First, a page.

Directed Technical Change, Environmental Sustainability, and Population Growth
Peter K. Kruse-Andersen
Additional contact information
Peter K. Kruse-Andersen: Department of Economics, University of Copenhagen, Denmark
No 19-12, Discussion Papers from University of Copenhagen. Department of Economics
Population growth has two potentially counteracting effects on pollution emissions:(i) more people implies more production and thereby more emissions, and (ii) more people implies a larger research capacity which might reduce the emission intensity of production, depending on the direction of research. This paper investigates how to achieve a given climate goal in the presence of these two effects. A growth model featuring both directed technical change and population growth is developed. The model allows for simultaneous research in polluting and non-polluting technologies. Both analytical and numerical results indicate that population growth is a burden on the environment, even when all research efforts are directed toward non-polluting technologies. Thus research subsidies alone cannot ensure environmental sustainability. Instead, the analysis shows that environmental sustainability requires pollution taxes and/or population control policies.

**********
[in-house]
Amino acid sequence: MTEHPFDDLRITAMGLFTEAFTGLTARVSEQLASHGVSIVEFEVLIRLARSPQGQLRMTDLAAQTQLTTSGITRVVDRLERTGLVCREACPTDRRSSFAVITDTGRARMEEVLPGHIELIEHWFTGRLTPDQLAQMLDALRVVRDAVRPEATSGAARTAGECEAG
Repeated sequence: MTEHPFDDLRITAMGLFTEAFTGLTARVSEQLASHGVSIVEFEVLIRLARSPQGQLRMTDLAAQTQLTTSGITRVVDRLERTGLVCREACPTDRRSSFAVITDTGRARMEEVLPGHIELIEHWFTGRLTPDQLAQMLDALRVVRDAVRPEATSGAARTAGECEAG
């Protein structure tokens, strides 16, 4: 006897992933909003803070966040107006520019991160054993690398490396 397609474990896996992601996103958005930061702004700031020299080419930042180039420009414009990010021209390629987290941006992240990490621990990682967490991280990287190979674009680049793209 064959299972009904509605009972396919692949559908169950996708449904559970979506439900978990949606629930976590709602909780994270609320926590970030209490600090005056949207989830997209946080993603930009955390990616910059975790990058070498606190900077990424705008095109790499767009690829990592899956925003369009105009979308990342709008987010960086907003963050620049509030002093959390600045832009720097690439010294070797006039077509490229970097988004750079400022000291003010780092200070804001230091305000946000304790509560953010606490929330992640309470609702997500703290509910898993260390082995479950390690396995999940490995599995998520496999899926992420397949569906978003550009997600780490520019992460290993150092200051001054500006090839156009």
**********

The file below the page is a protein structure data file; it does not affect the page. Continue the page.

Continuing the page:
Keywords: Directed technical change; endogenous growth; environmental policy; environmental sustainability; climate change; population growth (search for similar items in EconPapers)
JEL-codes: J11 O30 O41 Q54 Q55 Q58 (search for similar items in EconPapers)
Pages: 55 pages
New Economics Papers: this item is included in nep-agr, nep-ene, nep-env, nep-gro, nep-ore and nep-res
References: View references in EconPapers View complete reference list from CitEc
Citations: Track citations by RSS feed
Downloads: (external link)
This item may be available elsewhere in EconPapers: Search for items with the same title.
Export reference: BibTeX
RIS (EndNote, ProCite, RefMan)
Persistent link: https://EconPapers.repec.org/RePEc:kud:kuiedp:1912
Access Statistics for this paper
More papers in Discussion Papers from University of Copenhagen. Department of Economics ï¿½ster Farimagsgade 5, Building 26, DK-1353 Copenhagen K., Denmark. Contact information at EDIRC.
Bibliographic data for series maintained by Thomas Hoffmann ().